Delivered to North Carolina's federal delegation
May 27, 2010
Dear North Carolina Legislator:
You have an opportunity to help low-income working families withstand the loss of income from the recession, prevent millions from slipping into poverty, and sustain economic growth, now and for years to come. These vital goals can be achieved by continuing and building upon the improvements made to refundable tax credits now in place to assist children, their working parents, and students.
The undersigned are organizations from across the state, representing people of faith, providers of essential services, policy experts, and community leaders. We come together to urge the speedy renewal and improvement of the refundable Child Tax Credit, Earned Income Tax Credit, and American Opportunity Tax Credit.
We ask you to consider the following:
1) Improve and Preserve the Refundable Child Tax Credit (CTC).
The Child Tax Credit was enacted in 1997 and made partially refundable in 2001 for households with earnings above a $10,000 threshold. By 2007, inflation had increased this threshold to almost $12,000, although wages for low-income workers had not kept pace with inflation. In 2009, Congress improved upon the CTC by reducing the threshold to $3,000 of earnings.
With the improvements made in 2001 and 2009, a family with two children working full-time at the minimum wage currently receives a Child Tax Credit of about $1,750. If Congress does not act to extend the current levels, the same family will receive only $250, a loss of $1,500. This loss occurs because earnings of $3,000 or more count in calculating the Credit under current law, but only earnings higher than about $12,850 would count if improvements in the Child Tax Credit made since 2001 are allowed to expire.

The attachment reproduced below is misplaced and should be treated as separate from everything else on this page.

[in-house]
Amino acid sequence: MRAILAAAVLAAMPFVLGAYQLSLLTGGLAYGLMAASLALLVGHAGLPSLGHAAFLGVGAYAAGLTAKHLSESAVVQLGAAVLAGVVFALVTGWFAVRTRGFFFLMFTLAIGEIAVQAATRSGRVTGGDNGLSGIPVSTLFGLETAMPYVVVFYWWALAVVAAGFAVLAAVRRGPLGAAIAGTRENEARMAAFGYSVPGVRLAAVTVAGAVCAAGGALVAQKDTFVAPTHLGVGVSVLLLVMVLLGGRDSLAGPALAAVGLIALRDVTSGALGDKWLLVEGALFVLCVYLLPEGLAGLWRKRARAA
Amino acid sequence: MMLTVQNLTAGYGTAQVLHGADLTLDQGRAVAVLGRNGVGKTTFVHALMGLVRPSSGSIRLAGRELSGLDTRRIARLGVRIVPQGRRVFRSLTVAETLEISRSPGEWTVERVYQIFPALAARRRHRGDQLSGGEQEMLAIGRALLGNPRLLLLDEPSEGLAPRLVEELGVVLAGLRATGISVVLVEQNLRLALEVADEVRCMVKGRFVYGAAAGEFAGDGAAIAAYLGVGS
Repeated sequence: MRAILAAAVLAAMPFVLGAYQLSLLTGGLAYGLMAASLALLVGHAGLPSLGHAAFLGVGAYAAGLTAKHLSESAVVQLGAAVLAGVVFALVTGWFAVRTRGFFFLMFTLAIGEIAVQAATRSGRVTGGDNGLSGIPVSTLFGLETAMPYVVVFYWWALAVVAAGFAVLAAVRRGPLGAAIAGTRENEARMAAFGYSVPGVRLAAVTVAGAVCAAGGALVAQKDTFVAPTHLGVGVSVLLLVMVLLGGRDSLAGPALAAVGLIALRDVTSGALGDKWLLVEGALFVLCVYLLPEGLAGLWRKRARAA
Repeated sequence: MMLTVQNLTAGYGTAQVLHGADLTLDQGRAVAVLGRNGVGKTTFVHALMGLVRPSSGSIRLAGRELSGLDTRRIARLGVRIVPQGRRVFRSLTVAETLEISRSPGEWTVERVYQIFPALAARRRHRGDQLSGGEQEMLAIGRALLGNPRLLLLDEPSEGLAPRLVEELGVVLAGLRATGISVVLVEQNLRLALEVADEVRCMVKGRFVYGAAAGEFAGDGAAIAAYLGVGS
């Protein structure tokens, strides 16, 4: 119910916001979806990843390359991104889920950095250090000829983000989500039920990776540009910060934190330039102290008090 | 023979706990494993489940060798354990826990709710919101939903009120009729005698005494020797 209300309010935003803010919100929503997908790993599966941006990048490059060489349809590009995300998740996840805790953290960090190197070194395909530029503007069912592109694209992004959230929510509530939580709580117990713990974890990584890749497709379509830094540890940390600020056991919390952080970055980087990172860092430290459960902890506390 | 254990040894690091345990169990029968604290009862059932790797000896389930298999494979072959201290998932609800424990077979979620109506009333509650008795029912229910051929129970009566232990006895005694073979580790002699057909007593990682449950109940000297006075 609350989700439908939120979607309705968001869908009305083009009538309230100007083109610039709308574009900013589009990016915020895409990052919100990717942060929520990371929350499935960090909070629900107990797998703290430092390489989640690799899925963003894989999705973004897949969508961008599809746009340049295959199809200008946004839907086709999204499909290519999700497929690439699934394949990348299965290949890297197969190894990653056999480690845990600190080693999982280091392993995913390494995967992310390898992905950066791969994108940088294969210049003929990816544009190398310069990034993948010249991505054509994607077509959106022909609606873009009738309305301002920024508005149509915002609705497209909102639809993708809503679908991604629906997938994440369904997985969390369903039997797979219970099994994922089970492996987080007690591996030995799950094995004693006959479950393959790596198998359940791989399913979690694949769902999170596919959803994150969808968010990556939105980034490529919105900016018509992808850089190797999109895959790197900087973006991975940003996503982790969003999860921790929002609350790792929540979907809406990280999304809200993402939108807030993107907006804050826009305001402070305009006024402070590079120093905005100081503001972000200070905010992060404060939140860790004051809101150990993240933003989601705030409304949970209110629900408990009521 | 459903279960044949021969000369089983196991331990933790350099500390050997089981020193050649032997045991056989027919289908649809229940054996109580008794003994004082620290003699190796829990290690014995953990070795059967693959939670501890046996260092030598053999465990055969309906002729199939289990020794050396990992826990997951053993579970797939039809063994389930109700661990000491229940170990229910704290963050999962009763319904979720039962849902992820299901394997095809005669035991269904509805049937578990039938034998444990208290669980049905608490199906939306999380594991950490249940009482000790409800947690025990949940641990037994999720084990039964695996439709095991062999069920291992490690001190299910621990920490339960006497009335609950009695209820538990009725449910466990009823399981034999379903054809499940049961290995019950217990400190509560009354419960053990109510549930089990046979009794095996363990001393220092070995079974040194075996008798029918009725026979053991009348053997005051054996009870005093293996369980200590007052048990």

If the current Child Tax Credit improvements expire 594,000 North Carolina children would lose all or some of their credit, according to the Tax Policy Center.
We strongly urge you to prevent this harm to children, and help low-income working families further by counting the 15 percent credit from the first dollar of earnings, as passed in December by the House in its Jobs for Main Street legislation. This strong work incentive and family support would provide the family working full-time at the minimum wage with a credit of $2,000 - reducing poverty instead of allowing it to deepen.
2) Retain Help for Families with Three or more Children and Reduce the "Marriage Penalty" in the Earned Income Tax Credit.
In 2009, Congress improved upon the EITC by increasing the amount available to families with three or more children and reducing the "marriage penalty" in the EITC by increasing the amount received by married couples.
In 2009, the maximum EITC for a family with three or more children was increased to $5,657, or $629 over the amount available to families with two children. The increase is important because it responds both to the increased costs of raising more children and to the greater likelihood of poverty in larger families.
The changes to the credit for families with three or more children affect 270,000 North Carolina children and 82,000 households in the state.
According to analysis by the Center on Budget and Policy Priorities, the expansions to the Child Tax Credit and the Earned Income Tax Credit lifted 40,000 North Carolinians out of poverty, 22,000 of whom are children under the age of 18.